UTICA is “Undeniably The Illest Cat Around” and for good reason. Not only did he choose the hottest beat for his voice, he kept it cool, cordial and brilliant for his bars. He makes a bit of a mockery of the challenge with his effortless flow and well-timed verses. Listen below.

A’Dula made the mistake of talking too much in the first two minutes of her track. If we haven’t learned anything from Biggie and Tupac, you rant at the end, not the beginning. Nevertheless, she takes shots at Lil Bad for not releasing the beat he initially used, before saying she gets “bisexual on the beat.” This means she’ll beat man, woman, or child at this rap shit. Listen below.

Tuxx the GoBoi gets super personal in his verses. Mr. Midas is a direct target, as is AP but he seems to have no problems issuing these fiery raps. Tuxx considers himself above the rest and a bit of royalty so it’s no surprise he opens up immediately as the bad guy. Listen below.

K.L. Tha General uses Drake’s “0-100” beat to open his chest of controversy before going into The Clipse “Grinding” beat. Saying he’s “writing names on his bullets” Mr. Midas is once again a target (that guy can’t catch a break) as is LKeys and other MC’s.  Listen below.

Jimmy Murphy is typically a singer so to see him step into the rap ring is immediate cause for controversy. This one stands out for its boldness alone. It’s rare many R&B singers are willing to get their hands dirty and well, you should press play on this as soon as possible. Listen below.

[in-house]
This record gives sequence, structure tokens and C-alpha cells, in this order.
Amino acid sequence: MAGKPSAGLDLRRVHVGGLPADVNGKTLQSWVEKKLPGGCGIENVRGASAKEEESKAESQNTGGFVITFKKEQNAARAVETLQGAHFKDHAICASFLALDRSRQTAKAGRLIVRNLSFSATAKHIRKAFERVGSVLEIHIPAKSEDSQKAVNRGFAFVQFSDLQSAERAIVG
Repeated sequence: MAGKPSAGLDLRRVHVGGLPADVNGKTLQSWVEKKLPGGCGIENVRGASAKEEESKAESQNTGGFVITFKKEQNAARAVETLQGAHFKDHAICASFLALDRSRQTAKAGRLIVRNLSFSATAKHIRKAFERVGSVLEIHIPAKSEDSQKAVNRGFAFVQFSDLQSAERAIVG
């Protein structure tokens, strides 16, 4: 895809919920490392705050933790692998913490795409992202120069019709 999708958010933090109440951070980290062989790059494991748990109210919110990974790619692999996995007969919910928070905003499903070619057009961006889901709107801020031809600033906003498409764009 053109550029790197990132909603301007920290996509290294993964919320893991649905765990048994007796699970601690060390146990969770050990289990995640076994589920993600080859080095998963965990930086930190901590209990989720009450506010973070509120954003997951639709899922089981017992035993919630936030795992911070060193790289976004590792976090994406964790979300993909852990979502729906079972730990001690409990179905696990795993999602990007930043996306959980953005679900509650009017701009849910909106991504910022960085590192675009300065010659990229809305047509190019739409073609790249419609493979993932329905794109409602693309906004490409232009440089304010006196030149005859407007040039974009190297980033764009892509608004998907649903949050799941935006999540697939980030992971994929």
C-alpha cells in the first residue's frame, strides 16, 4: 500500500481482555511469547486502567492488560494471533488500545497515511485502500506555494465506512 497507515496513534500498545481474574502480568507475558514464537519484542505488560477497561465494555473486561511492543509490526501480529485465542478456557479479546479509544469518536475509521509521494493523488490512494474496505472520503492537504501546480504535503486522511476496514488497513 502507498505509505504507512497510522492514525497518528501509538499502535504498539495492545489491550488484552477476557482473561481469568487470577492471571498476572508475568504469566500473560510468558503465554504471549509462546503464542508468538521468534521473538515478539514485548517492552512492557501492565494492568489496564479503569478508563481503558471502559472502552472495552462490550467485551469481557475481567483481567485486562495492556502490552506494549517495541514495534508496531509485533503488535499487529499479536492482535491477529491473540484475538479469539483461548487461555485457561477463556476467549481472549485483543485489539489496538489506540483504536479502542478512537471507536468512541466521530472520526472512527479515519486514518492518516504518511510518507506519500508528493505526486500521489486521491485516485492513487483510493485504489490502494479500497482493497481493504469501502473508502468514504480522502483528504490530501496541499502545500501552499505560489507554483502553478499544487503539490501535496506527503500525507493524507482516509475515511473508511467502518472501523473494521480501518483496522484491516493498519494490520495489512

Koo Qua gets her Beyonce on in the challenge with her raps over the “Flawless” breakdown. Qua only uses a “bored” flow to prove nothing excites her in the rap game, except the ones she considers competition. A bit of a rap scholar, she gets busy on the mic before unleashing an insulting final few bars a capella. Ouch. Listen below.

LKeys is the MC who showed the most growth in the challenge. He steps outside of his typical rap scheme to address haters, naysayers and anyone else who is in the way. He doesn’t mention anyone directly but you can tell he’s not to be counted out. He’ll out rap ya, out trap ya and his hustle is stronger. Clearly. Listen below.

Yung Filthie’s flow is entirely dynamic, though he doesn’t seem to be concerned with the talents of other MC’s. He says his mama told him the world is his so there’s not too much more you can say about his confidence. Listen below.